Sunday, May 16, 2004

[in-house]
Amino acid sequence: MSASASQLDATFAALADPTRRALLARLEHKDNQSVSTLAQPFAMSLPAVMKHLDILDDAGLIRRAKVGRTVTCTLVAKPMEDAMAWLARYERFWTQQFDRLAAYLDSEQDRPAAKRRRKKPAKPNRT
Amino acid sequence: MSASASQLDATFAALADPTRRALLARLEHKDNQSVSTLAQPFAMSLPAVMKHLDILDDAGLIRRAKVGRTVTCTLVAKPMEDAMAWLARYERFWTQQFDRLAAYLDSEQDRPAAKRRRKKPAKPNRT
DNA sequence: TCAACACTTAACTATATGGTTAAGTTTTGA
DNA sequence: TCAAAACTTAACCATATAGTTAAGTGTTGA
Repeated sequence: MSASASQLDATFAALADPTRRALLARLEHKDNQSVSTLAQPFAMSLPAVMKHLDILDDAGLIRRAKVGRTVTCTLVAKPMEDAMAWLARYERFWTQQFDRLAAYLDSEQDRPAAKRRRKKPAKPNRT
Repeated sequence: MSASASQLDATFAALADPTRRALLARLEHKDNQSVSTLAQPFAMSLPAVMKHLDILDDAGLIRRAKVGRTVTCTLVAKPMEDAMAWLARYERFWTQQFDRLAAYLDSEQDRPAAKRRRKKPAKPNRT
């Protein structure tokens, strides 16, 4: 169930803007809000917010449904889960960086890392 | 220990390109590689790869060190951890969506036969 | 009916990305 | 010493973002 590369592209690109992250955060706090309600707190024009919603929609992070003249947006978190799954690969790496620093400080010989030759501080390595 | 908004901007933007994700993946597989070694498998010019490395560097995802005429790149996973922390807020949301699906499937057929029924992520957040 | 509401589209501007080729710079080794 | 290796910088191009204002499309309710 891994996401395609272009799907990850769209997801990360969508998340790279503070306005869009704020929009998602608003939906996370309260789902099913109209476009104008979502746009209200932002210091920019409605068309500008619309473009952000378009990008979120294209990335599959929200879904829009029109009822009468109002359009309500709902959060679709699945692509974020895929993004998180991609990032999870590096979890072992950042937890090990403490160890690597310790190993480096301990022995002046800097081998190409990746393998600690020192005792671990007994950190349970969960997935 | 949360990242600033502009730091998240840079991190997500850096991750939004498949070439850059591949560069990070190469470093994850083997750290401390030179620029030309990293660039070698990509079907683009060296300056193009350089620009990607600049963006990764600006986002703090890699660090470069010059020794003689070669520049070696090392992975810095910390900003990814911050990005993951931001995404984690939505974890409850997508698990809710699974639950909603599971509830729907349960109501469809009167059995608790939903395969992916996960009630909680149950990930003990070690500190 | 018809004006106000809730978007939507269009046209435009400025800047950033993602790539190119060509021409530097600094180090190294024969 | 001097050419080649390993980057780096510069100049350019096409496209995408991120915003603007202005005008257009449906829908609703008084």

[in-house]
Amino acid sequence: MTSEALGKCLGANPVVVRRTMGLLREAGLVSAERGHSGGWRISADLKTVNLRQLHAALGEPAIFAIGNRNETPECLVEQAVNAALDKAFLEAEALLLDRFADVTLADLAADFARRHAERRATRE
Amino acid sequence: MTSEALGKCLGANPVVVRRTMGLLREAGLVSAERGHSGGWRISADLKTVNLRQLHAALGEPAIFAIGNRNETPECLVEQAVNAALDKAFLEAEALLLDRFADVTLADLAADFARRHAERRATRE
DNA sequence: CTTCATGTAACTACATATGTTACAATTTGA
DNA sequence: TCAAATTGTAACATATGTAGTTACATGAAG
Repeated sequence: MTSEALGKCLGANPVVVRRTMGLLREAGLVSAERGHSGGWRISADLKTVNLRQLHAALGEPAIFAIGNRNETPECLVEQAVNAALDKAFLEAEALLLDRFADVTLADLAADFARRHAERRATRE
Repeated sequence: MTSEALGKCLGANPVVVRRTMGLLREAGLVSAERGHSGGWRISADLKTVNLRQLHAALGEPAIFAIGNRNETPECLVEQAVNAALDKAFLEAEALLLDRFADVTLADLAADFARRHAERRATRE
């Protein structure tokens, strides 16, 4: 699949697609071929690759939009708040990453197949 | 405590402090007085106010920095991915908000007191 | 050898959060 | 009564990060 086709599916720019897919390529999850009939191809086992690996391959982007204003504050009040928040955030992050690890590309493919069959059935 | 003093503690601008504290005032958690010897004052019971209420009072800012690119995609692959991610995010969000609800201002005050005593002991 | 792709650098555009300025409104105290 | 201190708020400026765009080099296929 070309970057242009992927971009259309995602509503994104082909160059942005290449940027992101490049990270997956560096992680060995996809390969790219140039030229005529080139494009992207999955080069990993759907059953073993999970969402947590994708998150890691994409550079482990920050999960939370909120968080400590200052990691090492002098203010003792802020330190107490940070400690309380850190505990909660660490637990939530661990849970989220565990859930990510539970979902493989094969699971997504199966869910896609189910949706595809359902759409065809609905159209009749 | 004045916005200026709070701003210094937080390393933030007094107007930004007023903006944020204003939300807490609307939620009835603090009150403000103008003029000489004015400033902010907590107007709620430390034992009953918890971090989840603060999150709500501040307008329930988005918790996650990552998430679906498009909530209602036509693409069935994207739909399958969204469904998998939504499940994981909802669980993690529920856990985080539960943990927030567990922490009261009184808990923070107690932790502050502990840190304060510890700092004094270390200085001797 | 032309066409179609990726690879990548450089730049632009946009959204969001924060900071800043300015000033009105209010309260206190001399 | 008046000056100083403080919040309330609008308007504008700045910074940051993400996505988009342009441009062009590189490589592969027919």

Watching Kill Bill, Vol. 2 it's hard not to wonder whether the contrasting tone and pacing of the two parts is due to the decision to split them or to a general messiness overall. While Jackie Brown had shown that Tarrantino had the potential to move past his numerous imitators, Kill Bill lapsed into amusing flash (Vol. 1) and sporadic tedium (Vol. 2). Perhaps a one-part 150-minute edit would have solved some of the problems but the whole thing has a self-referential home-movie feel like most of Kevin Smith's films. Tarrantino's film knowledge has always been over-stated--though deep in certain areas it's certainly quite narrow--but here he's just falling into his comfort zones. That may not necessarily be a bad place (it's where Shakespeare seems to have worked) but you'd better hope it's not a tiny clubhouse. I'm perhaps one of Kill Bill's almost-ideal viewers since I recognize the Morricone riffs (some anyway), catch the references to They Call Her One-Eye among numerous exploitation outings and know why Shogun Assassin is an appropriate, though still not particularly resonant, film for an assassin's child to watch. Still, while I kept trying to excuse the revenge concept as just a MacGuffin after a while it looks like Tarrantino takes it somewhat seriously, at least enough that it bogs down Vol. 2. Everything's slow enough that the plot actually starts to matter or anyway become something to think about other than the purty cinematography since not much else is going on. I mean: Who is this guy that gives away Bill's final location? And does it because Bill would want it that way? You half-expect to hear MST3K comments about "it's exposition time." The problems hardly stop there but I don't particularly feel like going further tonight.